The book shows that, while policies may exist, implementation is frequently lacking: accessibility is treated as an add-on rather than a right. The research also underscores when there is implementation, the accessibility efforts’ are often tokenistic. This mirrors Broussard’s observations on technology, where accessibility features are often retrofitted rather than integrated from the start.

Many solutions are included, be that proactive resistance, self-advocacy, or citizen activism at the local and micro level. The book demonstrates the editors’ commitment to accessibility because it’s available for free as an Open Access text. Holistically, the book includes multiple theoretical perspectives and robust academic language—thus it is most suitable for academic researchers and graduate students. That said, people working within large organizations—especially government—would benefit from reading at least one or two chapters. This could, perhaps, increase understanding that while having an accessibility policy is better than no policy, that policy needs to not just be acted on—it needs to have people who own responsibility and accountability for enforcing it.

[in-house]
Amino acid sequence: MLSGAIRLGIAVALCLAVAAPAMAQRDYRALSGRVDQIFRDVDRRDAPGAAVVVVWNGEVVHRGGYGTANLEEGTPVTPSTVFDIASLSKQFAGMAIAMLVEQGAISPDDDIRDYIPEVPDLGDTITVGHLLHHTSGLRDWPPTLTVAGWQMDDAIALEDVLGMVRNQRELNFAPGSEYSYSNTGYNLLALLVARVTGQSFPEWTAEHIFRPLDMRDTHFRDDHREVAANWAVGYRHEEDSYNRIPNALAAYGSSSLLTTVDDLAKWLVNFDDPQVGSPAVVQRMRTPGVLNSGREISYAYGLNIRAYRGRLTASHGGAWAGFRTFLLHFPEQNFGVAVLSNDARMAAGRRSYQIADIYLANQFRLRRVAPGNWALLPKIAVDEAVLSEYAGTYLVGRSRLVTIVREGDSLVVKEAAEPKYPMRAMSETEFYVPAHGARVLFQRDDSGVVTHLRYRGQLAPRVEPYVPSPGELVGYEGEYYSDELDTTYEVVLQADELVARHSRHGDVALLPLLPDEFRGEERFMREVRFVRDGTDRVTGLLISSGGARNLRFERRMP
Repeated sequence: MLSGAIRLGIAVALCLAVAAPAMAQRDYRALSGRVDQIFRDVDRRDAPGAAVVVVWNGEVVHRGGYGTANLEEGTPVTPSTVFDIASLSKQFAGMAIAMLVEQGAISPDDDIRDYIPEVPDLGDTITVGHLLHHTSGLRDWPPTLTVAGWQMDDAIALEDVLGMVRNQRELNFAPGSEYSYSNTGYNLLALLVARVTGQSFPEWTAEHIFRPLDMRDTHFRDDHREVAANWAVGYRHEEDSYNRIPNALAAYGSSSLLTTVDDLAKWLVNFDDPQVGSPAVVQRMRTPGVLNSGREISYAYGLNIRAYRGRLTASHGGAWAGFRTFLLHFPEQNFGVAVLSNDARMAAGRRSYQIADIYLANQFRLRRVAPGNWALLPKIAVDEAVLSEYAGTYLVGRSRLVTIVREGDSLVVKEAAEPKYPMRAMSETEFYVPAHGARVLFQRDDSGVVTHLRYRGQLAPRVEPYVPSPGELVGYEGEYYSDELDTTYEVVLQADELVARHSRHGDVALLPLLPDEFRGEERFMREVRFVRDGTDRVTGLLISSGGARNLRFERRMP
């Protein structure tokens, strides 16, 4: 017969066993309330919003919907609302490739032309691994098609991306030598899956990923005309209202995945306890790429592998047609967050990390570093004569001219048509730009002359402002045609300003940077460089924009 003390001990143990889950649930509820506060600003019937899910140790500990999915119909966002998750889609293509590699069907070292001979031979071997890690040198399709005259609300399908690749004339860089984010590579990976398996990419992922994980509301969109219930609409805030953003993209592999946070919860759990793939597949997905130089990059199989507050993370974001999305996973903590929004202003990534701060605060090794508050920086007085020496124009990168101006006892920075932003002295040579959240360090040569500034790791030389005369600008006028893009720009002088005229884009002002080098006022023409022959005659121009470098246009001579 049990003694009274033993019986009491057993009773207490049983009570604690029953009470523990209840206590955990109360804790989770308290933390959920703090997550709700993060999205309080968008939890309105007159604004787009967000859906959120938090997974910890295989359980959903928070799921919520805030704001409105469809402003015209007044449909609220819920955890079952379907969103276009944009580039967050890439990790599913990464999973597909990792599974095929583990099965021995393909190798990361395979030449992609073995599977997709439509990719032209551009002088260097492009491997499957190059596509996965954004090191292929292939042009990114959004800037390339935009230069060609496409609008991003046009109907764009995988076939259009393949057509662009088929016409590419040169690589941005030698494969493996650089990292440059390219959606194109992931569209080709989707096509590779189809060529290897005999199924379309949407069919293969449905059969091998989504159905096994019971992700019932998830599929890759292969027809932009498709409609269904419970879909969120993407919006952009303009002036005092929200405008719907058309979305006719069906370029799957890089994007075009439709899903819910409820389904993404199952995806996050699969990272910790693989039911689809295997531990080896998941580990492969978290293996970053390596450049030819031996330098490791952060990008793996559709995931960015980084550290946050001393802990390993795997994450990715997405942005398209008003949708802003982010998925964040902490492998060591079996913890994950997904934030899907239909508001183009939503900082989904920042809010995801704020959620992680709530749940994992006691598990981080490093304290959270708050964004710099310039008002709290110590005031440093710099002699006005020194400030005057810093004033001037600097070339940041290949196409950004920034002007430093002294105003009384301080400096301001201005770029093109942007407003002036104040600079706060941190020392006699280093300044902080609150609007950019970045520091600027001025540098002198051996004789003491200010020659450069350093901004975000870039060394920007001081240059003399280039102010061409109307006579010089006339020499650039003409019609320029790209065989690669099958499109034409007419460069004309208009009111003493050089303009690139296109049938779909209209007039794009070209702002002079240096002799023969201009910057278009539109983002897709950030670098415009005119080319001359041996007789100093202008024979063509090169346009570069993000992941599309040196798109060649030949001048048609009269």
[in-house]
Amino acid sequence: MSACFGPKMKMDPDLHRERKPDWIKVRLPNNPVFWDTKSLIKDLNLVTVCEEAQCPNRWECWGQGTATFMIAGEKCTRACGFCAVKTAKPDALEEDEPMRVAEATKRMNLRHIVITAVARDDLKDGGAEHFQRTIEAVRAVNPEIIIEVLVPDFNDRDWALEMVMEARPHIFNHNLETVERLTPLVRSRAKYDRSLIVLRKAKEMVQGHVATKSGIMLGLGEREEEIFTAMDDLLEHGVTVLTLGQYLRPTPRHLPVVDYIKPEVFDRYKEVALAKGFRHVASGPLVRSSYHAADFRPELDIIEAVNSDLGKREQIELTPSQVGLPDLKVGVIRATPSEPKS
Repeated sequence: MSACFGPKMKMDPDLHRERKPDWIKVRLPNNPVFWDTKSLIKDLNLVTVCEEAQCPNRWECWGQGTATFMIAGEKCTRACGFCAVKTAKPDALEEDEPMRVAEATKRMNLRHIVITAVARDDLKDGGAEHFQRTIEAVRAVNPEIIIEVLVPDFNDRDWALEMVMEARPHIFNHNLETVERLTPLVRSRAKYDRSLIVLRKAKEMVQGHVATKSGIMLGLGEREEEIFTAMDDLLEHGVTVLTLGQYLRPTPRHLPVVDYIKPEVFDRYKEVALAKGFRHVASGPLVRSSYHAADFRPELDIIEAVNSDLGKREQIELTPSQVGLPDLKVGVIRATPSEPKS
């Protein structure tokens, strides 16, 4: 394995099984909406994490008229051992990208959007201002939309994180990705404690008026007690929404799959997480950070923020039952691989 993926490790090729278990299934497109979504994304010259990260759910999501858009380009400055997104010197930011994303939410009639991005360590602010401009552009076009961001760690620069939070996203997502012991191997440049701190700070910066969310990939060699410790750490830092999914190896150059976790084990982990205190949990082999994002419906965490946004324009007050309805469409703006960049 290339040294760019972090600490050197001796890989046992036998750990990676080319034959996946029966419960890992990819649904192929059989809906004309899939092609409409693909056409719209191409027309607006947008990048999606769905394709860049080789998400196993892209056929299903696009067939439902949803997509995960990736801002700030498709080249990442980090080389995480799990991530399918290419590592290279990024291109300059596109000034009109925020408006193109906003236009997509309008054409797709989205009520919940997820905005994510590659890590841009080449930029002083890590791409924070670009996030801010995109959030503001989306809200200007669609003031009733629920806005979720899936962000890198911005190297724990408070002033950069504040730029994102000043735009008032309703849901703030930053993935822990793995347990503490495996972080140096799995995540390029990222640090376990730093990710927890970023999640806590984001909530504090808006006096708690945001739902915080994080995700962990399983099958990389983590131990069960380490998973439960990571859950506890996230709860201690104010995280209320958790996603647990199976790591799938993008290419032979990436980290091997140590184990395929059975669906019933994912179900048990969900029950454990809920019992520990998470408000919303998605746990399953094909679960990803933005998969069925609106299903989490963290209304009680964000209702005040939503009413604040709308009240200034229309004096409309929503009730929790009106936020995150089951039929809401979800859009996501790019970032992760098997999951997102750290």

Guide to Digital Accessibility: Policies, Practices, and Professional Development

Rae Mancilla and Barbara A. Frey’s collection is a significant exploration of digital accessibility in higher education. The book is divided into four sections, covering accessibility’s background, policy, course development, and professional development. The use of quick-response (QR) codes to provide additional resources and the book’s accessible style set this collection apart for its ability to be both practical and useful.

Most of the 23 chapters offer solid advice for improving digital accessibility, such as detailed methods for enhancing closed captioning in university courses. Multiple chapters describe various tools for making digital content more accessible. This offers multiple starting points for people who want to enhance their tool sets or get started increasing accessibility now. The professional development (PD) section is particularly relevant. While several chapters address the need to increase accessibility’s social validity among faculty and staff, a key component in creating a more inclusive campus environment, they also offer numerous approaches and ways to offer PD for staff, faculty, and administrators for institutions of varying sizes and climates.